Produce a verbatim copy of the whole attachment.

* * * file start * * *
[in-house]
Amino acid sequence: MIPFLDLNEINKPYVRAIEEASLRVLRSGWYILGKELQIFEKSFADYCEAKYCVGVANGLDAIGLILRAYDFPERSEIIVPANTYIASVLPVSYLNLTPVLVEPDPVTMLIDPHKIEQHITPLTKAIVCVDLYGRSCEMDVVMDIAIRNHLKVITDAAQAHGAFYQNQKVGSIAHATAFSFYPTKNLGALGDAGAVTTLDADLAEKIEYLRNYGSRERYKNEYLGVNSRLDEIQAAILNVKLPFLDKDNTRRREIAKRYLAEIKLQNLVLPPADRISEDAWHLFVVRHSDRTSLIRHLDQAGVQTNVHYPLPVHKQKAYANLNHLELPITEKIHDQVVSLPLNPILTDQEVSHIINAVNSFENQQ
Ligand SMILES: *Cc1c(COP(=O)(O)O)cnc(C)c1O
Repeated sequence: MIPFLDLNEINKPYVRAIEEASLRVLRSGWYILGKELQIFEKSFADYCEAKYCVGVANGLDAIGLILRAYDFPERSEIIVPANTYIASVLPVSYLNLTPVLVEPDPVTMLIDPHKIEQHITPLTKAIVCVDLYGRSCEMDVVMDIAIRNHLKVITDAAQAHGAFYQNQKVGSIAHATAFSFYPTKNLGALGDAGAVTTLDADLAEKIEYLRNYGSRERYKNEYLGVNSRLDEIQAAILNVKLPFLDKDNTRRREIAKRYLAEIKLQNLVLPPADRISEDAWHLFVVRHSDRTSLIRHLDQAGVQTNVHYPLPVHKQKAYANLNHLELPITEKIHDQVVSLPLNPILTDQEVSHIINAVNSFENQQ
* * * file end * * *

[in-house]
Amino acid sequence: MIPFLDLNEINKPYVRAIEEASLRVLRSGWYILGKELQIFEKSFADYCEAKYCVGVANGLDAIGLILRAYDFPERSEIIVPANTYIASVLPVSYLNLTPVLVEPDPVTMLIDPHKIEQHITPLTKAIVCVDLYGRSCEMDVVMDIAIRNHLKVITDAAQAHGAFYQNQKVGSIAHATAFSFYPTKNLGALGDAGAVTTLDADLAEKIEYLRNYGSRERYKNEYLGVNSRLDEIQAAILNVKLPFLDKDNTRRREIAKRYLAEIKLQNLVLPPADRISEDAWHLFVVRHSDRTSLIRHLDQAGVQTNVHYPLPVHKQKAYANLNHLELPITEKIHDQVVSLPLNPILTDQEVSHIINAVNSFENQQ
Ligand SMILES: *Cc1c(COP(=O)(O)O)cnc(C)c1O
Repeated sequence: MIPFLDLNEINKPYVRAIEEASLRVLRSGWYILGKELQIFEKSFADYCEAKYCVGVANGLDAIGLILRAYDFPERSEIIVPANTYIASVLPVSYLNLTPVLVEPDPVTMLIDPHKIEQHITPLTKAIVCVDLYGRSCEMDVVMDIAIRNHLKVITDAAQAHGAFYQNQKVGSIAHATAFSFYPTKNLGALGDAGAVTTLDADLAEKIEYLRNYGSRERYKNEYLGVNSRLDEIQAAILNVKLPFLDKDNTRRREIAKRYLAEIKLQNLVLPPADRISEDAWHLFVVRHSDRTSLIRHLDQAGVQTNVHYPLPVHKQKAYANLNHLELPITEKIHDQVVSLPLNPILTDQEVSHIINAVNSFENQQ